Curated by ELLY HONG
For this October round of Friday Reads, we spoke with two members of our volunteer reading team. Their recommendations feature two portrayals of California that dig beneath the sunshine and glamor often associated with the state.
Recommendations: When the Stars Go Dark by Paula McLain and Sex and Rage by Eve Babitz
Paula McLain’s When the Stars Go Dark; Recommended by Trent Kay Maverick (Volunteer Reader)
When tragedy strikes her personal life, missing persons detective Anna flees to her childhood home of Mendocino, CA, to grieve and get herself together. But when a teen girl vanishes from the sleepy seaside village, Anna gets sucked into the investigation, and must come to grips with difficult memories in order to bring the missing girl home safe. This is the first crime/suspense novel from Paula McLain, whose memoir Like Family: Growing Up in Other People’s Houses documented her traumatic childhood shuffling from one foster home to another. In this novel, several of McLain’s characters bear the scars of early abuse and abandonment—even Anna, raised by nurturing foster parents who teach her survival and healing, can’t escape the losses of her past. Anna is a broken person, but this missing girl could be her salvation. It’s a simple premise that delivers.
The novel’s mid-nineties NorCal setting hangs heavy in a story absolutely oozing with atmosphere: the shape of the houses, the smell of the sea, and the quirks of those final analog years before the Internet changed everything. The novel weaves in real missing persons cases from the era, including the infamous kidnapping and murder of 12-year-old Polly Klaas, giving the book a researched true crime feel. With the recent media circus around the disappearance and death of 22-year-old Gabby Petito, the nineties-set novel raises timely questions: why certain missing persons cases become media sensations while others barely earn a mention, why the tragedy of one young woman’s life being snuffed out is so gripping and powerful for so many, and how men get away with manipulating and even murdering the women they claim to love.
Readers who love a good procedural will enjoy the tense and nuanced interrogation/interview sequences, the expanding (and then shrinking, and expanding) list of suspects, and the breadcrumb trail of clues. But there’s way more to this tale than who’s responsible, and whether the girl in question will be found alive. This is a smart, textured story that’s less about the central crime and more about what it means—for Anna, for the community, and for the countless missing whose stories are never told. It’s also a melancholy look at lost childhood, family relationships, abuse, and the pains of coming of age. In When the Stars Go Dark, McLain gives us an engaging and well-paced mystery, a darkly atmospheric take on NorCal in the 90s, a hopeful message about making peace with the past, and a pressing need to spend more time in the woods.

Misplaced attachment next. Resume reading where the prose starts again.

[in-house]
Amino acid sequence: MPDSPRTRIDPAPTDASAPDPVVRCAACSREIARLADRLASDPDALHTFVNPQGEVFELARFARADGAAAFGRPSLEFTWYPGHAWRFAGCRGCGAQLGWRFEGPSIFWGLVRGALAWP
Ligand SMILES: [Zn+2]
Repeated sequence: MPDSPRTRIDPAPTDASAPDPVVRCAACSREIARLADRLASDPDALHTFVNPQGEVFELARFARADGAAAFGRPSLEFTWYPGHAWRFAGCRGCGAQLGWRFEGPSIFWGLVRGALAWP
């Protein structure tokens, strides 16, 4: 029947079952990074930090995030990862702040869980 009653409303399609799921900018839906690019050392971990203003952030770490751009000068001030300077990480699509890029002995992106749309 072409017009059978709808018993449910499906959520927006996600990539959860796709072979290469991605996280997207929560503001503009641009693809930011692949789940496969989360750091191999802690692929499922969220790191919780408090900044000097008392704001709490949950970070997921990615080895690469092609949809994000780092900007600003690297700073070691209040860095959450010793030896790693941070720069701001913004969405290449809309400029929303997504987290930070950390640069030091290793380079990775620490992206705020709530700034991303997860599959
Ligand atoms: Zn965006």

Eve Babitz’s Sex and Rage; Recommended by Amelia Browne (Volunteer Reader)
A few weeks ago, I picked up Eve Babitz’s Sex and Rage from the stacks of my local Santa Barbara bookstore. I pulled it off the shelf on instinct, curious to hold the sunny yellow paperback in my hands. Babitz paints a dazzling image of Los Angeles: barefoot surfers in the early morning, nonstop parties, actors and artists, champagne and cocaine. The ultimate chronicler of 1970s Hollywood, she depicts the glitz and the darkness, and the loneliness of Sunday mornings after golden Saturday nights. Sex and Rage is a story about a young woman’s becoming, about growing up, and about figuring out who you are without losing yourself. We follow the young protagonist Jacaranda in search of adventure, as she tries, and fails, and tries again to become a real adult.
The Virginia Woolf essay “Pictures” came to mind while I read Sex and Rage. Woolf noticed that the best writers describe a scene in such a way that the reader tunnels into the intricacies of the characters’ minds and relationships as they picture pieces of the scene, like a dining table, a fruit bowl, or the sunrise. When Jacaranda faces her own addiction and obsessions, Babitz captures the elusive in Jacaranda’s consciousness. Her sentences, word choices, and description seem to float, detailed yet suspended somewhere above reality—the way I imagine Jacaranda must feel about her alcoholism as she struggles to maintain clarity.
I sank into Babitz’s glowing Los Angeles, felt the thrill of the glamor and the danger that lives just below the allure. I recommend Sex and Rage to anyone looking to get lost in the wild of LA, and to any young woman as a reminder not to take life too seriously. Babitz gives us all permission to look on the bright side.